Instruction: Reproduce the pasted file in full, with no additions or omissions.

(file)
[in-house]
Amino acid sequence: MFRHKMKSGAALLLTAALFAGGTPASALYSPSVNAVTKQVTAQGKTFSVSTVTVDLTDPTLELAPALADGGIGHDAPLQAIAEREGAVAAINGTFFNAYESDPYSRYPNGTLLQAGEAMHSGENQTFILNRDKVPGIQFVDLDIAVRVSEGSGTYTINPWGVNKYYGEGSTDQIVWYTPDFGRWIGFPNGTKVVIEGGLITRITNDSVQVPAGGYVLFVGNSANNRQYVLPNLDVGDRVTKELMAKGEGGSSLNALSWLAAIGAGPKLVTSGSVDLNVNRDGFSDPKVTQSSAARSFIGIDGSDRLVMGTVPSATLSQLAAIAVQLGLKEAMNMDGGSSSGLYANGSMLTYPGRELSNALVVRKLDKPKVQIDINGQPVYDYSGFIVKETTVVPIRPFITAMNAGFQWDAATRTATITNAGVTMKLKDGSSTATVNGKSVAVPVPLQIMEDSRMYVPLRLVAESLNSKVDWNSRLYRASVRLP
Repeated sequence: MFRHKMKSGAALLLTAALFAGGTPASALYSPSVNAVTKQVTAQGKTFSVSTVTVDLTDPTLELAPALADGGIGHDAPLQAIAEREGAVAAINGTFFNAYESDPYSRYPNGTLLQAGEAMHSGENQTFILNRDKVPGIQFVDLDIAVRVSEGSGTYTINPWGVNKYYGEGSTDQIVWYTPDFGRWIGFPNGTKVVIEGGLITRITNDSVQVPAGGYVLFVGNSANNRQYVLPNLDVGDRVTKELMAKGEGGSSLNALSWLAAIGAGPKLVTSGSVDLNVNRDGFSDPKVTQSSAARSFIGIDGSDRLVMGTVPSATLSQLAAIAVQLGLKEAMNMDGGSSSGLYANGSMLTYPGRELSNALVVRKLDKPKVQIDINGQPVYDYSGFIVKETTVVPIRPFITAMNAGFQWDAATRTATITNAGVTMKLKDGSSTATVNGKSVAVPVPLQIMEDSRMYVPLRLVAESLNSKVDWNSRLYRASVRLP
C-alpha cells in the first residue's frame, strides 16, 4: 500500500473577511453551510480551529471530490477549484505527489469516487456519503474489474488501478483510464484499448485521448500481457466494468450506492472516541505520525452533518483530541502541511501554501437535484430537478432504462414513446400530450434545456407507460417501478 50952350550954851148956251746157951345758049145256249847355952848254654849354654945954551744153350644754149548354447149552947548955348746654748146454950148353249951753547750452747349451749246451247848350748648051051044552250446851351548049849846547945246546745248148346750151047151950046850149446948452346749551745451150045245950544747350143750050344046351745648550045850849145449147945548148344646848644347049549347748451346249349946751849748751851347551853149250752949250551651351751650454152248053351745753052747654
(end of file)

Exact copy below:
[in-house]
Amino acid sequence: MFRHKMKSGAALLLTAALFAGGTPASALYSPSVNAVTKQVTAQGKTFSVSTVTVDLTDPTLELAPALADGGIGHDAPLQAIAEREGAVAAINGTFFNAYESDPYSRYPNGTLLQAGEAMHSGENQTFILNRDKVPGIQFVDLDIAVRVSEGSGTYTINPWGVNKYYGEGSTDQIVWYTPDFGRWIGFPNGTKVVIEGGLITRITNDSVQVPAGGYVLFVGNSANNRQYVLPNLDVGDRVTKELMAKGEGGSSLNALSWLAAIGAGPKLVTSGSVDLNVNRDGFSDPKVTQSSAARSFIGIDGSDRLVMGTVPSATLSQLAAIAVQLGLKEAMNMDGGSSSGLYANGSMLTYPGRELSNALVVRKLDKPKVQIDINGQPVYDYSGFIVKETTVVPIRPFITAMNAGFQWDAATRTATITNAGVTMKLKDGSSTATVNGKSVAVPVPLQIMEDSRMYVPLRLVAESLNSKVDWNSRLYRASVRLP
Repeated sequence: MFRHKMKSGAALLLTAALFAGGTPASALYSPSVNAVTKQVTAQGKTFSVSTVTVDLTDPTLELAPALADGGIGHDAPLQAIAEREGAVAAINGTFFNAYESDPYSRYPNGTLLQAGEAMHSGENQTFILNRDKVPGIQFVDLDIAVRVSEGSGTYTINPWGVNKYYGEGSTDQIVWYTPDFGRWIGFPNGTKVVIEGGLITRITNDSVQVPAGGYVLFVGNSANNRQYVLPNLDVGDRVTKELMAKGEGGSSLNALSWLAAIGAGPKLVTSGSVDLNVNRDGFSDPKVTQSSAARSFIGIDGSDRLVMGTVPSATLSQLAAIAVQLGLKEAMNMDGGSSSGLYANGSMLTYPGRELSNALVVRKLDKPKVQIDINGQPVYDYSGFIVKETTVVPIRPFITAMNAGFQWDAATRTATITNAGVTMKLKDGSSTATVNGKSVAVPVPLQIMEDSRMYVPLRLVAESLNSKVDWNSRLYRASVRLP
C-alpha cells in the first residue's frame, strides 16, 4: 500500500473577511453551510480551529471530490477549484505527489469516487456519503474489474488501478483510464484499448485521448500481457466494468450506492472516541505520525452533518483530541502541511501554501437535484430537478432504462414513446400530450434545456407507460417501478 50952350550954851148956251746157951345758049145256249847355952848254654849354654945954551744153350644754149548354447149552947548955348746654748146454950148353249951753547750452747349451749246451247848350748648051051044552250446851351548049849846547945246546745248148346750151047151950046850149446948452346749551745451150045245950544747350143750050344046351745648550045850849145449147945548148344646848644347049549347748451346249349946751849748751851347551853149250752949250551651351751650454152248053351745753052747654